Nothing daunted by this dismissal of a German scholar I had never heard of, I continued to toy with the possibility that there was more to Iesou Christou than was usually allowed. I was especially struck by the odd fact that in some places the phrase had alongside of it an additional reference to men believing in Jesus, using the word pisteuo. Rom. iii. 22 speaks of the righteousness of God being revealed through pistis Iesou Christou, "unto all who believe." If pistis Iesou Christou means "faith in Jesus Christ," why add "for all who believe"? Gal. 3:22 similarly speaks of the promise of God which proceeds from pistis Iesou Christou as being given "to those who believe." And what about Rom. i. 17, which says that the righteousness of God is revealed "from faith to faith"? Why two "faiths"? I began a more systematic study of the use and meaning of pistis in the New Testament.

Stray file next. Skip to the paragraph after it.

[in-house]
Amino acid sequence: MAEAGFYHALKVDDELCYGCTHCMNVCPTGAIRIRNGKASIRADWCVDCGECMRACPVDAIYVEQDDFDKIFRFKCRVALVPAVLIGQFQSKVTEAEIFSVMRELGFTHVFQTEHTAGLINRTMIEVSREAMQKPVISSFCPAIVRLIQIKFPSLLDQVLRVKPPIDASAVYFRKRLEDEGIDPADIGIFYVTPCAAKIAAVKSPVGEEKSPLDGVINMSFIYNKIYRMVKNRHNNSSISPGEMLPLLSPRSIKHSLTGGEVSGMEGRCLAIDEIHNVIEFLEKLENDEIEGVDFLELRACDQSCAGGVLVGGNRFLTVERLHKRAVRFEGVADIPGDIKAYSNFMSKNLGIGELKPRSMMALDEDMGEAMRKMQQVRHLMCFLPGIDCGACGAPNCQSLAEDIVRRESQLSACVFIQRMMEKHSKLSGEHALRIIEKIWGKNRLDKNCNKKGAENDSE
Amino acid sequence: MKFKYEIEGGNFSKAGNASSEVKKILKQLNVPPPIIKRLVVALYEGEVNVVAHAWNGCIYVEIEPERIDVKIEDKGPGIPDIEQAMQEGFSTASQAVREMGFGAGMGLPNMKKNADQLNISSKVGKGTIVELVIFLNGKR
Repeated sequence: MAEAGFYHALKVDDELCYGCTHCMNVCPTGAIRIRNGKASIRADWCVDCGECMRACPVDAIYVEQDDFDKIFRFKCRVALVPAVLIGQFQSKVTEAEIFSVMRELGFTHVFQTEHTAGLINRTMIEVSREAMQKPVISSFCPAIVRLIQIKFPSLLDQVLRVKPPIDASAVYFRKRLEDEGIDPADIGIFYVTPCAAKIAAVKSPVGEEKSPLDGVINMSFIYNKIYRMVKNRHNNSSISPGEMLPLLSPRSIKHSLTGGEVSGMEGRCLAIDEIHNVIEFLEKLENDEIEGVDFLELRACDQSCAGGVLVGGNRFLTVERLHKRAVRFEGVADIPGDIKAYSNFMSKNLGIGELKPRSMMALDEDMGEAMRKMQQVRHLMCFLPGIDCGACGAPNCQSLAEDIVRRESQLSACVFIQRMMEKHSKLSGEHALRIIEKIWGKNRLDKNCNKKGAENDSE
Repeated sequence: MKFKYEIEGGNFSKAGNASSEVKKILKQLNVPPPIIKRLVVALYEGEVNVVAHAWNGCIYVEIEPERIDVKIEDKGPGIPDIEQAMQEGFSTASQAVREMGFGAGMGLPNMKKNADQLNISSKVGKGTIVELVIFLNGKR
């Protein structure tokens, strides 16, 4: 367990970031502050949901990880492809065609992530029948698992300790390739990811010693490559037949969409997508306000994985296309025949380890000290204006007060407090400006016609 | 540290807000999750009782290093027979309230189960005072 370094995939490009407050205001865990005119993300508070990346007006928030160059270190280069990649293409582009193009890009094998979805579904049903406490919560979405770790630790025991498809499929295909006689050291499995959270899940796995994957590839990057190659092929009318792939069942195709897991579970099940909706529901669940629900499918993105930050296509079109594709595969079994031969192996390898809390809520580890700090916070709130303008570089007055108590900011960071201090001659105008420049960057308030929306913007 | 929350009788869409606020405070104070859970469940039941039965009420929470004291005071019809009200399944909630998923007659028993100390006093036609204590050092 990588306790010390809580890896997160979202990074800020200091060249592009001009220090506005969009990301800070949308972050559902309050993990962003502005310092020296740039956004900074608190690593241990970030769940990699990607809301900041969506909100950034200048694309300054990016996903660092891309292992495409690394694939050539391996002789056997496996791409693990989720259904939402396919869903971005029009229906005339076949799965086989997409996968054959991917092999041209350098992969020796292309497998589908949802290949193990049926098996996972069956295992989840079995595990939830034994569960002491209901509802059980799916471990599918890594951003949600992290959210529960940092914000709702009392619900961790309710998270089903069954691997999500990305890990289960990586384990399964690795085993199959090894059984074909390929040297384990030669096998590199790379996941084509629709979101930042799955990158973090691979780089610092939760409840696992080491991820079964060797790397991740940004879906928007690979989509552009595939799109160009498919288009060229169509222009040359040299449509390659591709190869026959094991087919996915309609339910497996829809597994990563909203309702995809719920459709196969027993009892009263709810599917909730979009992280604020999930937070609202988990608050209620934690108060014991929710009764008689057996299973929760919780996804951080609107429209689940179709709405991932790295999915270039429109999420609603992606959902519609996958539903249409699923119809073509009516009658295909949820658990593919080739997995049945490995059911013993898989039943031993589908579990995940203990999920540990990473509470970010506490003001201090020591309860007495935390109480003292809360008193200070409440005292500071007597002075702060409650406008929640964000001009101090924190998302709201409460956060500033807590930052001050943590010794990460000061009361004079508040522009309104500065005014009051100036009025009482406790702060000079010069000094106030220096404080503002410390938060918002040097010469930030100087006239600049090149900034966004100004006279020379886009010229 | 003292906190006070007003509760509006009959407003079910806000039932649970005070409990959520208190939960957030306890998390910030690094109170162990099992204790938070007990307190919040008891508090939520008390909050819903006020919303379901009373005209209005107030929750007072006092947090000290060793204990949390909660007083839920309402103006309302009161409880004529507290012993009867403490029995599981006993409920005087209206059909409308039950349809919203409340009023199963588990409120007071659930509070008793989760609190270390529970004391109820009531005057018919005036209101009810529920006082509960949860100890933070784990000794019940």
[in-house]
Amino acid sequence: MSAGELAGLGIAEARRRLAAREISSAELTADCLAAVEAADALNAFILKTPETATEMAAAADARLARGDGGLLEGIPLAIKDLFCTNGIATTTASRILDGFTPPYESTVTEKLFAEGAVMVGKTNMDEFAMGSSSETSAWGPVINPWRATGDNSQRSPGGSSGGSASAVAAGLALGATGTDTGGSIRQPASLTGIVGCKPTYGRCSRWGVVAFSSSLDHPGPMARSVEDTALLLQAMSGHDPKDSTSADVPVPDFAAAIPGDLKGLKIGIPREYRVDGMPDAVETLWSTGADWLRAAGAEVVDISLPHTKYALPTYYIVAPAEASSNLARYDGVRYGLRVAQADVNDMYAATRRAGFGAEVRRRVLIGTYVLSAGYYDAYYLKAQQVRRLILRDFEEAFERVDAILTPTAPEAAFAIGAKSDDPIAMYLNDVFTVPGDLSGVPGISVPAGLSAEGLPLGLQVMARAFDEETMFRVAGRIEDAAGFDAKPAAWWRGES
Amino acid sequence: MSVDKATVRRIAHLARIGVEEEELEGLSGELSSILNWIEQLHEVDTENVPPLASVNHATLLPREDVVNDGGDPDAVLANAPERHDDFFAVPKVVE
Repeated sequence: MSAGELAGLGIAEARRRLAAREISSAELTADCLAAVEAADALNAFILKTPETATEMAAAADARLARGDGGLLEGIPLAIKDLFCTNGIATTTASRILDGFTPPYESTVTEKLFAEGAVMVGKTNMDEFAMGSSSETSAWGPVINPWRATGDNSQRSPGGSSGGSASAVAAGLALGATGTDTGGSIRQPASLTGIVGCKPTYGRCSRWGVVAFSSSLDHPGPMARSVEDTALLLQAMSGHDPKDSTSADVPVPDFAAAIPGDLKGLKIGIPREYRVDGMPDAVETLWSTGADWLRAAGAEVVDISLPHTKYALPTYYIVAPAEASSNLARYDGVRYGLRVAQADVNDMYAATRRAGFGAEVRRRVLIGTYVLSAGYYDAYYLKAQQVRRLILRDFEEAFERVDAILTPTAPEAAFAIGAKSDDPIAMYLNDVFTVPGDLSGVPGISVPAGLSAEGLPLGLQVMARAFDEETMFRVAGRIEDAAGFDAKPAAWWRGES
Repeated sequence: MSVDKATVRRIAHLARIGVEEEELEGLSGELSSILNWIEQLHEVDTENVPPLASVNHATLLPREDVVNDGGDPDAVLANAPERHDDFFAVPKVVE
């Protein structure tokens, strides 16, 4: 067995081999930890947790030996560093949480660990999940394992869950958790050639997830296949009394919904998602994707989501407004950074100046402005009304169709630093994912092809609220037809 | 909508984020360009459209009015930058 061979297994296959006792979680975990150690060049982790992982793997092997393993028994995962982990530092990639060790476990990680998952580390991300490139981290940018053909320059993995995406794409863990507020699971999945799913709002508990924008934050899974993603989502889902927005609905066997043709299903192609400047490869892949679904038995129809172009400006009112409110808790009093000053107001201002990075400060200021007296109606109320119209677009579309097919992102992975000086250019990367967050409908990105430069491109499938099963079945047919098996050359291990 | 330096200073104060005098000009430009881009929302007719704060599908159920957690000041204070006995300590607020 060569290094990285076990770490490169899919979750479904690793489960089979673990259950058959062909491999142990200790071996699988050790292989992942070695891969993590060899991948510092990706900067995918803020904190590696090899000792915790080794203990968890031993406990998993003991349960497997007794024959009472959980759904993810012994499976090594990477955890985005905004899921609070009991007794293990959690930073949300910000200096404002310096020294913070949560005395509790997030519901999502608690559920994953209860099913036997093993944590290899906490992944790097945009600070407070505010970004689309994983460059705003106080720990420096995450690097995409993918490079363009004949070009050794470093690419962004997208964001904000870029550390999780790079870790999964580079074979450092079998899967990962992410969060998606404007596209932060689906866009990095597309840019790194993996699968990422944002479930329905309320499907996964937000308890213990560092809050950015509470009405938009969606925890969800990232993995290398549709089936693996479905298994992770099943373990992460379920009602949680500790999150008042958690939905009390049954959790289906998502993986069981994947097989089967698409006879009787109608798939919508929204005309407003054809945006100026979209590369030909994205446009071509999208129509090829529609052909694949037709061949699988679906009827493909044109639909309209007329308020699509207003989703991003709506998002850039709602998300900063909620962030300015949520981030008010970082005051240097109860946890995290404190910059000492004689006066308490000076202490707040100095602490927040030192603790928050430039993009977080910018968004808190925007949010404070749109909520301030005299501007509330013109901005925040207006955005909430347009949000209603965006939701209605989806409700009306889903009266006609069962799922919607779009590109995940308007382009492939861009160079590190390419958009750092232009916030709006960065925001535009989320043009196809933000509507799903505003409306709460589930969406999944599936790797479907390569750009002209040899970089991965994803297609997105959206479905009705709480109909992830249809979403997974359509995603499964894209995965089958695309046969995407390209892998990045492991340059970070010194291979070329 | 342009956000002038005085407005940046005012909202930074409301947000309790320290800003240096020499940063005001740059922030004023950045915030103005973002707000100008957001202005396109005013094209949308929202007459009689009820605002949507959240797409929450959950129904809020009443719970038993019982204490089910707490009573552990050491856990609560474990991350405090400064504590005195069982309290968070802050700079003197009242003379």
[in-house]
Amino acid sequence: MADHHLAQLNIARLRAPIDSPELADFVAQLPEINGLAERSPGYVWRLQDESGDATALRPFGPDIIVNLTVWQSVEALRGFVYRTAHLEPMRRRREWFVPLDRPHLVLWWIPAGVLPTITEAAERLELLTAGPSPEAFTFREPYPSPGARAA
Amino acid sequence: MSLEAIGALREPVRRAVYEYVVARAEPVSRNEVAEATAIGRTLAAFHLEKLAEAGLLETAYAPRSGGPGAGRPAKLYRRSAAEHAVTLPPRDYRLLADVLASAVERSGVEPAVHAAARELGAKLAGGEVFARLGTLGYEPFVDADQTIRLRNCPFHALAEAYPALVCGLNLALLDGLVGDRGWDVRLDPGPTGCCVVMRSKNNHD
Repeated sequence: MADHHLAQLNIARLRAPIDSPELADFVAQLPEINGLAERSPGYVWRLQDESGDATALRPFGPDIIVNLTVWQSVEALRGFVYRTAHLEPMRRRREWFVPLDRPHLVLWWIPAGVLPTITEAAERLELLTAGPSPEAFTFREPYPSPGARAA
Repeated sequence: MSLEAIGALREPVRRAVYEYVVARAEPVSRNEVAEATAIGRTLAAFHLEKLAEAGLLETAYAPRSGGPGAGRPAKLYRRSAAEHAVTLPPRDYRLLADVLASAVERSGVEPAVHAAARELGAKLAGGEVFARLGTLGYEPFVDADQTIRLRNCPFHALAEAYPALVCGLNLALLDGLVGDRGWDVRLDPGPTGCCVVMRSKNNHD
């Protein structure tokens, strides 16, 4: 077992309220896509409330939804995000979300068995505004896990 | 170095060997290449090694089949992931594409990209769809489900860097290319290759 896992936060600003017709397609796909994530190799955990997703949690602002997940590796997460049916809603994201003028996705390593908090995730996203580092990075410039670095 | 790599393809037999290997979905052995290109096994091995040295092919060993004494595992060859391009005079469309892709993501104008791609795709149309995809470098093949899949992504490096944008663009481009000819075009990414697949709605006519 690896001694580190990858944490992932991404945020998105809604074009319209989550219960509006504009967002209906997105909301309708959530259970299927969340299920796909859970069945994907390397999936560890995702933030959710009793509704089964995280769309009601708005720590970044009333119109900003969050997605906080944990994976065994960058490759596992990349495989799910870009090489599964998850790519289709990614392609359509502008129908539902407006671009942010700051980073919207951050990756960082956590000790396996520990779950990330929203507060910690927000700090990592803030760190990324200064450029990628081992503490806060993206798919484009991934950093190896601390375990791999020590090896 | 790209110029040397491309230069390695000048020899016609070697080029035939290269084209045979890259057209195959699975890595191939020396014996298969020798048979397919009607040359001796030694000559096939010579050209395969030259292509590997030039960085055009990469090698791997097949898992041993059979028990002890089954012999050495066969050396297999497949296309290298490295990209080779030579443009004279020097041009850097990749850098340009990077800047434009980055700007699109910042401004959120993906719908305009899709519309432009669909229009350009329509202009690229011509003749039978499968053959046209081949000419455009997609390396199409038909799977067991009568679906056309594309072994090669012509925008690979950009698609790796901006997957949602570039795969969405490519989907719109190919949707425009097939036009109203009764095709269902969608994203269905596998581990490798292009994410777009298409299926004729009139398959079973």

In the early 1950s, Dr. Gabriel Hebert came to Australia, and in the course of an acquaintance with him I discovered that he was following a similar kind of inquiry. We discussed an article he was preparing with the title "'Faithfulness' and 'Faith'," which duly appeared in Melbourne in the "Reformed Theological Review" of June, 1955, and also in the English periodical "Theology" in October the same year. Hebert took the point that the genitive after pistis in a number of N.T. passages is, in fact, subjective, that the pistis is the pistis of Jesus (not faith in him). Hebert's special interest was in attempting to establish that the meaning of pistis in these phrases was "faithfulness" rather than "faith," and that the Greek word pistis was being used in the sense of the Hebrew 'emunah. But Hebert went further than that. In the Old Testament, he declared, 'emunah "is repeatedly used to mean 'the Faithfulness of God'. The phrase (sc. in the N.T.) will then mean 'the Faithfulness of Jesus Christ', God's Faithfulness revealed in Him" ("R.T.R.," June, 1955, p.33). His argument was that pistis was fundamentally something pertaining to God, not man, and that God's faithfulness was always part of the connotation of the word pistis and of all the various forms of nouns or verbs associated with 'emunah.